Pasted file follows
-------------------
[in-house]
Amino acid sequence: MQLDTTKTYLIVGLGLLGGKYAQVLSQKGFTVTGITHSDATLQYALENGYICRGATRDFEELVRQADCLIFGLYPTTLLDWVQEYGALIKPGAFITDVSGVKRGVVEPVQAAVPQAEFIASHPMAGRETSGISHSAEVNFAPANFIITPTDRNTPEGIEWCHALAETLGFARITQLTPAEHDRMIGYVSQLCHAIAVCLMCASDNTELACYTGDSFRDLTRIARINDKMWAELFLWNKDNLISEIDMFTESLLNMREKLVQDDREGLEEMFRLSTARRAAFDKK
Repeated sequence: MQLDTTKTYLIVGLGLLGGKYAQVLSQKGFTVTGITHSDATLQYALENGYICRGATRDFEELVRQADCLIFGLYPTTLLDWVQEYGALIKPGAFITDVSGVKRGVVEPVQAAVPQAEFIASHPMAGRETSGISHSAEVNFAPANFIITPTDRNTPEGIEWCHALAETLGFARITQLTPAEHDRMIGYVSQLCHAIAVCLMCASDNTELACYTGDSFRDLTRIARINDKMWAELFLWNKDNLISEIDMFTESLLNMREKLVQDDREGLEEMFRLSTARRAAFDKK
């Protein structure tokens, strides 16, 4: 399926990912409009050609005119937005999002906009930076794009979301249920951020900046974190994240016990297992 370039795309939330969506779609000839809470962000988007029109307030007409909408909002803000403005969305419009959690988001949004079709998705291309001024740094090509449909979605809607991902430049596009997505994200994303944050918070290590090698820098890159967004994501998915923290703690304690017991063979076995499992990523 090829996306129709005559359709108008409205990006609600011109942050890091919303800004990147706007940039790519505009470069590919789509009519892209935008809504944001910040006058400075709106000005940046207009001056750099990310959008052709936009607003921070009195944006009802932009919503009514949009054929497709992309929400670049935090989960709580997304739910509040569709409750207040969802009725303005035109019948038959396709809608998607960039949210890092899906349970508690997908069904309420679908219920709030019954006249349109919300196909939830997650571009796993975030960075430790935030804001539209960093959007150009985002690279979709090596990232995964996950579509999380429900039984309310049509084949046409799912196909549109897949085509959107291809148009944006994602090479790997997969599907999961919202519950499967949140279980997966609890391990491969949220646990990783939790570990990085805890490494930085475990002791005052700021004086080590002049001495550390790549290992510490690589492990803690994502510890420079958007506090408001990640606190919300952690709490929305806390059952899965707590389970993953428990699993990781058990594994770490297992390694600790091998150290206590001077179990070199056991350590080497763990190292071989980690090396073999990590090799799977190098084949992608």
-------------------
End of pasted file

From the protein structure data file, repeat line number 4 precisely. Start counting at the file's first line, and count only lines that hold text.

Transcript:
């Protein structure tokens, strides 16, 4: 399926990912409009050609005119937005999002906009930076794009979301249920951020900046974190994240016990297992 370039795309939330969506779609000839809470962000988007029109307030007409909408909002803000403005969305419009959690988001949004079709998705291309001024740094090509449909979605809607991902430049596009997505994200994303944050918070290590090698820098890159967004994501998915923290703690304690017991063979076995499992990523 090829996306129709005559359709108008409205990006609600011109942050890091919303800004990147706007940039790519505009470069590919789509009519892209935008809504944001910040006058400075709106000005940046207009001056750099990310959008052709936009607003921070009195944006009802932009919503009514949009054929497709992309929400670049935090989960709580997304739910509040569709409750207040969802009725303005035109019948038959396709809608998607960039949210890092899906349970508690997908069904309420679908219920709030019954006249349109919300196909939830997650571009796993975030960075430790935030804001539209960093959007150009985002690279979709090596990232995964996950579509999380429900039984309310049509084949046409799912196909549109897949085509959107291809148009944006994602090479790997997969599907999961919202519950499967949140279980997966609890391990491969949220646990990783939790570990990085805890490494930085475990002791005052700021004086080590002049001495550390790549290992510490690589492990803690994502510890420079958007506090408001990640606190919300952690709490929305806390059952899965707590389970993953428990699993990781058990594994770490297992390694600790091998150290206590001077179990070199056991350590080497763990190292071989980690090396073999990590090799799977190098084949992608």